This Bell System ad is from the Good Housekeeping May 1983 edition that I found while cleaning in the Family Room. At first I snickered a bit at “The Tron House” in the ad; so so Eighties. But then I started reading through the copy; my snickering stopped as I read an accurate depiction of my own house in 2010. The ad predicts search engines, multi-player online gaming, spell checkers, e-commerce, and email a full ten years before any of them were evident to most people. The title of the copy itself was astoundingly spot-on:

“The way we see it, your home will never be the same again.”

Sure a couple things in the ad copy are a little off, but read it for yourself; it’s pretty amazing. It also discusses the pending Ma Bell Breakup that in 1984 regionalized phone service around the U.S.

The text from the advert is posted below. Borrow this story for your own storyline, if you want a time marker from the 1980s!

You see it every day. An ordinary home on an ordinary street.

But you should see what we see.

For more than 100 years, the Bell System has provided America with the world’s best telephone service. We’ve continued to turn today’s vision into tomorrow’s reality.

And now we’ve reached a day that’s perhaps the most exciting of all. Because the technology of telecommunications has now merged with the technology of computers. And this marriage has given birth to the Information Age.

The Information Age is coming to your home. And your home will never be the same again.

Picture yourself shopping at home. Touch a few buttons and everything you need to know about anything from a sweater to a refrigerator will appear on a screen. Touch a few more buttons to place the order. And a few more to tell your bank to pay the store.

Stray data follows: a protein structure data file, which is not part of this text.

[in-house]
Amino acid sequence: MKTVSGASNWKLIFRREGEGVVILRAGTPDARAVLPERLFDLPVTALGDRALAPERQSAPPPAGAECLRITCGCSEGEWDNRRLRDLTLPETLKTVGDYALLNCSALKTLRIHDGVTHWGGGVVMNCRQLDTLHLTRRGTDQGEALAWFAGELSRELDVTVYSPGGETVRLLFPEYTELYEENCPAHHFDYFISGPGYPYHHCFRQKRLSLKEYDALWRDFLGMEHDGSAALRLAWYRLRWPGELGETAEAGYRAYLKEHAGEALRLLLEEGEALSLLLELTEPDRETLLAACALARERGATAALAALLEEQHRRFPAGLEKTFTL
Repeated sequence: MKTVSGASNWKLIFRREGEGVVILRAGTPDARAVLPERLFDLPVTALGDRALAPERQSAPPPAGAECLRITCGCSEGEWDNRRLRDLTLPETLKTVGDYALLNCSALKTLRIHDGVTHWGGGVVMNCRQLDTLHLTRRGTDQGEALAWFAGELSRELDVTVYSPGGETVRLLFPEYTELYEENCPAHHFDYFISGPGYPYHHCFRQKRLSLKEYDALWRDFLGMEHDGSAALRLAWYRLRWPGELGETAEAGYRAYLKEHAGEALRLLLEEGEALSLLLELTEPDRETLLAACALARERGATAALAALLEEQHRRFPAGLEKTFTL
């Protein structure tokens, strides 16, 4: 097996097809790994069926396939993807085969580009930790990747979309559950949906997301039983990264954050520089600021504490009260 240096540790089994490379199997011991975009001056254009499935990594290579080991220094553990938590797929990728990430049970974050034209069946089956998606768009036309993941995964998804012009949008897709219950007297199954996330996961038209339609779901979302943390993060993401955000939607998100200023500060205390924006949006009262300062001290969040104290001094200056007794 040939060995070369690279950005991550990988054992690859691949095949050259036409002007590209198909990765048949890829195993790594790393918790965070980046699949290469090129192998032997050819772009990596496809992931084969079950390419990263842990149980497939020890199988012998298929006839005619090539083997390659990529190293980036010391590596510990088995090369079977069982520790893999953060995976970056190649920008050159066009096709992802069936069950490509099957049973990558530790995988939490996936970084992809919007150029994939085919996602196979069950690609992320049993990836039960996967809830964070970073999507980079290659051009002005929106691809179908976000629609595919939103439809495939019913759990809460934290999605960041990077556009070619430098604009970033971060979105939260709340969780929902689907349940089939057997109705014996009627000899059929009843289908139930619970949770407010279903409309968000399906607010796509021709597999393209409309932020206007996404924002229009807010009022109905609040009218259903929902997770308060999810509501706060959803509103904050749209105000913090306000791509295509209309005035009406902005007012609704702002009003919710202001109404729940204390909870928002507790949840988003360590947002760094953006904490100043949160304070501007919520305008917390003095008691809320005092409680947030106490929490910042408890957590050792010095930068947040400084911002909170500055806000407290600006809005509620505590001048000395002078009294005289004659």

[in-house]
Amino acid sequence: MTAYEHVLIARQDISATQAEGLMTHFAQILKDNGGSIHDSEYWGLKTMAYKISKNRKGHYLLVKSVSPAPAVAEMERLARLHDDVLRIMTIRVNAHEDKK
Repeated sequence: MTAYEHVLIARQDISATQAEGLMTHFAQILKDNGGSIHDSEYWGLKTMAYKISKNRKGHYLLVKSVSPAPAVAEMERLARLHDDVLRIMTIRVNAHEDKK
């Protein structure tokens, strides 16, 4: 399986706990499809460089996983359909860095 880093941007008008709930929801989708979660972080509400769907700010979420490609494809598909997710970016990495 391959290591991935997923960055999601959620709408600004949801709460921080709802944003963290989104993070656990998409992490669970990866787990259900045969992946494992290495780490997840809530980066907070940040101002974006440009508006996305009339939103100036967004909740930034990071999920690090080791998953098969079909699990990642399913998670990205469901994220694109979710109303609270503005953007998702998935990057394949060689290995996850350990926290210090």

Picture yourself working at home. Receive your mail electronically. Transmit a report to your office in a matter of seconds. Your computer will even correct any spelling mistakes all by itself.

Picture your home as the world’s largest library. And as your schoolroom.

Picture yourself using telephone lines to play bridge on a screen with other people across the country. A computer can match all the players by their level of skill.

These aren’t far-out dreams of some far-off tomorrow. The Bell System is already developing the technology that can make them happen.

An important part of that technology is lightwave fiber, already in use in some areas. Bell engineers are working on a lightwave system that can carry more than 100,000 telephone conversations simultaneously. All over fibers about on-tenth the thickness of a human hair.

And lightwave fiber, while providing even better transmission quality, is much less expensive than copper cable of comparable capacity.

Things like that are important to us in the Bell System. After all, changing for the future isn’t changing for the better if you’re not able to afford it.

In the months ahead, we’ll be giving you more details about the changes occurring at the Bell System. Next year, for example, your local Bell telephone company will be separated from AT&T. So the Bell System, as we know it today, will no longer exist.

We know you’ll have questions about these changes. And we want you to have answers. So call us. At 1 800 555-5000. That’s the number of the “Let’s Talk” program set up by the Bell System.

There’ll be somebody to talk to. To get you information. To tell you what the changes at the Bell System will mean to you.

We want you to feel at home with them.

Let’s talk.

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